I entreat you to complete the joy which your conversion and charitable contributions have afforded me, by agreeing in the same doctrine and feelings, by entertaining mutual charity for one another, by being of one mind and soul, having the same wishes and sentiments.

“Fulfil ye my joy,” &c. In the name of all the foregoing duties which you owe me, I entreat of you to complete my joy, by being “of one mind,” i.e., by holding the same faith, and entertaining the same feelings and wishes. This is more clearly expressed in the following—“agreeing in sentiment.” This member of the sentence differs from the first, “be of one mind,” in this respect only, that it is a stronger expression of concord and harmony, as appears from the Greek, το ἒν φρονουντες.

Php 2:3  Let nothing be done through contention: neither by vain glory. But in humility, let each esteem others better than themselves:

Do nothing from a spirit of contradiction, or of ambitious affectation of superiority; but through the spirit of humility, let each one esteem his neighbour better than himself.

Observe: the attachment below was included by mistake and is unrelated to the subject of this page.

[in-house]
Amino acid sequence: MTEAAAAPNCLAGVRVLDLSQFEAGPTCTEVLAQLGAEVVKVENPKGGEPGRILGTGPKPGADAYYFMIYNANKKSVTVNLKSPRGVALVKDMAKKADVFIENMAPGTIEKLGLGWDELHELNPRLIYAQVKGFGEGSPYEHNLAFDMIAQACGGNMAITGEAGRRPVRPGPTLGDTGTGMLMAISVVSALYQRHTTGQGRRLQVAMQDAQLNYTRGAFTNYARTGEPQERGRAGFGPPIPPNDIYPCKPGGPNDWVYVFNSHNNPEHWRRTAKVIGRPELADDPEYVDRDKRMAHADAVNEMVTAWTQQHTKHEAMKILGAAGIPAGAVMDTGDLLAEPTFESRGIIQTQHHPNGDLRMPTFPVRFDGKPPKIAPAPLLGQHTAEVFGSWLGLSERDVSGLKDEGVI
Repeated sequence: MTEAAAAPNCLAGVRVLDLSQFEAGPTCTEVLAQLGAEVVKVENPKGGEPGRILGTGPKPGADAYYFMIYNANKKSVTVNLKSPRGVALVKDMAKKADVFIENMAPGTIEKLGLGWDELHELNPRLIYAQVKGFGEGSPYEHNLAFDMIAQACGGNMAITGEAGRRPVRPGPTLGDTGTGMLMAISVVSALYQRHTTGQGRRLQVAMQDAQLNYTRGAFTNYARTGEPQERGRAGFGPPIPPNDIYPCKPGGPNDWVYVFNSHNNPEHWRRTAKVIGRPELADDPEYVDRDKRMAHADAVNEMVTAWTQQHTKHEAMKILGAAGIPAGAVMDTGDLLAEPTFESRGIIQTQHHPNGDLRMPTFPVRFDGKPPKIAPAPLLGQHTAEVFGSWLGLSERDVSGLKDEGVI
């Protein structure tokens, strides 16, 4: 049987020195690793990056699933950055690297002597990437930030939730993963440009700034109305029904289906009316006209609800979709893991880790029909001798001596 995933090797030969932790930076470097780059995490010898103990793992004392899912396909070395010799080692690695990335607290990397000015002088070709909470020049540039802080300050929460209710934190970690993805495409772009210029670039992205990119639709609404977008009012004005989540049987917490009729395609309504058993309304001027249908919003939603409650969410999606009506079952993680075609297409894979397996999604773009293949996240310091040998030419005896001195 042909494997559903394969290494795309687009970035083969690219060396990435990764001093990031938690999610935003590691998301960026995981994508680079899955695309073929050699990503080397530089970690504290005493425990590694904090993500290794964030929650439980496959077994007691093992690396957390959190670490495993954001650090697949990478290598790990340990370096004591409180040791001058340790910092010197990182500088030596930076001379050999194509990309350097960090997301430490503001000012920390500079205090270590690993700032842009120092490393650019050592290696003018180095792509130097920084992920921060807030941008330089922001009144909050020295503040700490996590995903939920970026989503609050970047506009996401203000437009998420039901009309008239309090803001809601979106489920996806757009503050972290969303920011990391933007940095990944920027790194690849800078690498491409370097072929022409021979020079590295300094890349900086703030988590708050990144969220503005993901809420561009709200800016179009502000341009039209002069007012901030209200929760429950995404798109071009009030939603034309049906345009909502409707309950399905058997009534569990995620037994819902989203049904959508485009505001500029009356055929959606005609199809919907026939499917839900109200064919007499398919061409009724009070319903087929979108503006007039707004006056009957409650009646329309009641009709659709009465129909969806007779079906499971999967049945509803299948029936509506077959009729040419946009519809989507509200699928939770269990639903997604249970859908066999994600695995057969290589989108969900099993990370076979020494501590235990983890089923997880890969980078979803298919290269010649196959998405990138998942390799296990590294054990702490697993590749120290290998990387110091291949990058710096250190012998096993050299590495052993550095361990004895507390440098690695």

“Let each esteem others better than themselves.” How can men do this, in all cases, consistently with truth? According to some, in this way; because no matter how grievous the crime of our neighbour, although you may be conscious to yourself of nothing, there may be still some unknown spiritual sin, which may render you more disagreeable in God’s sight than he is, and may be the source of your damnation. Again, we may say with truth, that if our neighbour, no matter how great a sinner, received the graces conferred on us, he might be better than we; and if we were in his circumstances, with only the same graces he had, we might have done worse. Again, St. Thomas and others say, we can regard our neighbour as better than ourselves, by looking to ourselves, without regarding the graces and gifts we have from God, and looking only to the gifts of others, in which sense, he explains the following verse. At all events, what is here inculcated is a practical exhibition of humility, by honouring all as our betters, which may be done in the exercise of true humility, although, in point of fact, we might chance to be better than they.

Php 2:4  Each one not considering the things that are his own, but those that are other men’s.

Let no one selfishly seek his own advantages merely; but let him rather consult for the interests of others.